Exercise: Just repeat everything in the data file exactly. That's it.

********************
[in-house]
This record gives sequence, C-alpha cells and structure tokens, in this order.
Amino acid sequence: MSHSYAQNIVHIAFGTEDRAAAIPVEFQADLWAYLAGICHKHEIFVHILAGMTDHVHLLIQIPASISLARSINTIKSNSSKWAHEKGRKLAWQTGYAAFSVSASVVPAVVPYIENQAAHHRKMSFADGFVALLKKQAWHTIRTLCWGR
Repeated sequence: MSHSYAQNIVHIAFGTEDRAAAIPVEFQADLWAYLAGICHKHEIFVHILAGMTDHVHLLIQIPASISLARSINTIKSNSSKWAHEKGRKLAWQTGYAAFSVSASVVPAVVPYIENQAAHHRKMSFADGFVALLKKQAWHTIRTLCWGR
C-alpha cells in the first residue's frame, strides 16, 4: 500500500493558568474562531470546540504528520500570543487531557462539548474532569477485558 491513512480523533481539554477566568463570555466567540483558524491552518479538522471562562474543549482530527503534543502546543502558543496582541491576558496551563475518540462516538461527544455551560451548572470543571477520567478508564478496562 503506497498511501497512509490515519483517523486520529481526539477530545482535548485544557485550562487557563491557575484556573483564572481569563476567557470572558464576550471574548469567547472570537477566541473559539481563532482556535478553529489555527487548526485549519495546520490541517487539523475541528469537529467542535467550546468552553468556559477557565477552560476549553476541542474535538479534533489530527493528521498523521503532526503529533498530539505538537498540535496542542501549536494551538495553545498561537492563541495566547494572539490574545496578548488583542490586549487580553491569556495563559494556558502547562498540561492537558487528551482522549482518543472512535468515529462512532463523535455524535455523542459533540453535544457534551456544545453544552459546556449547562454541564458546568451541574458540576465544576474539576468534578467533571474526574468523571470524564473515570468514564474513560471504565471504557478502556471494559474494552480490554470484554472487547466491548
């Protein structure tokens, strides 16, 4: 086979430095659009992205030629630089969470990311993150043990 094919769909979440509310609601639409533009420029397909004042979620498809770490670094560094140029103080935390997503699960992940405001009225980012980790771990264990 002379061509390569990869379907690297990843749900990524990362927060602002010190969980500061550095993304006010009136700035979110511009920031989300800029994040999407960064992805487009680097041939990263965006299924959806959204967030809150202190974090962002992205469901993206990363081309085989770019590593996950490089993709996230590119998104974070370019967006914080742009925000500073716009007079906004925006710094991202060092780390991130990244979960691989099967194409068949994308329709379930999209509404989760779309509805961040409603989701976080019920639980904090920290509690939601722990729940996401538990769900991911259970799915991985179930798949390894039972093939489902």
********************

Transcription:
[in-house]
This record gives sequence, C-alpha cells and structure tokens, in this order.
Amino acid sequence: MSHSYAQNIVHIAFGTEDRAAAIPVEFQADLWAYLAGICHKHEIFVHILAGMTDHVHLLIQIPASISLARSINTIKSNSSKWAHEKGRKLAWQTGYAAFSVSASVVPAVVPYIENQAAHHRKMSFADGFVALLKKQAWHTIRTLCWGR
Repeated sequence: MSHSYAQNIVHIAFGTEDRAAAIPVEFQADLWAYLAGICHKHEIFVHILAGMTDHVHLLIQIPASISLARSINTIKSNSSKWAHEKGRKLAWQTGYAAFSVSASVVPAVVPYIENQAAHHRKMSFADGFVALLKKQAWHTIRTLCWGR
C-alpha cells in the first residue's frame, strides 16, 4: 500500500493558568474562531470546540504528520500570543487531557462539548474532569477485558 491513512480523533481539554477566568463570555466567540483558524491552518479538522471562562474543549482530527503534543502546543502558543496582541491576558496551563475518540462516538461527544455551560451548572470543571477520567478508564478496562 503506497498511501497512509490515519483517523486520529481526539477530545482535548485544557485550562487557563491557575484556573483564572481569563476567557470572558464576550471574548469567547472570537477566541473559539481563532482556535478553529489555527487548526485549519495546520490541517487539523475541528469537529467542535467550546468552553468556559477557565477552560476549553476541542474535538479534533489530527493528521498523521503532526503529533498530539505538537498540535496542542501549536494551538495553545498561537492563541495566547494572539490574545496578548488583542490586549487580553491569556495563559494556558502547562498540561492537558487528551482522549482518543472512535468515529462512532463523535455524535455523542459533540453535544457534551456544545453544552459546556449547562454541564458546568451541574458540576465544576474539576468534578467533571474526574468523571470524564473515570468514564474513560471504565471504557478502556471494559474494552480490554470484554472487547466491548
């Protein structure tokens, strides 16, 4: 086979430095659009992205030629630089969470990311993150043990 094919769909979440509310609601639409533009420029397909004042979620498809770490670094560094140029103080935390997503699960992940405001009225980012980790771990264990 002379061509390569990869379907690297990843749900990524990362927060602002010190969980500061550095993304006010009136700035979110511009920031989300800029994040999407960064992805487009680097041939990263965006299924959806959204967030809150202190974090962002992205469901993206990363081309085989770019590593996950490089993709996230590119998104974070370019967006914080742009925000500073716009007079906004925006710094991202060092780390991130990244979960691989099967194409068949994308329709379930999209509404989760779309509805961040409603989701976080019920639980904090920290509690939601722990729940996401538990769900991911259970799915991985179930798949390894039972093939489902």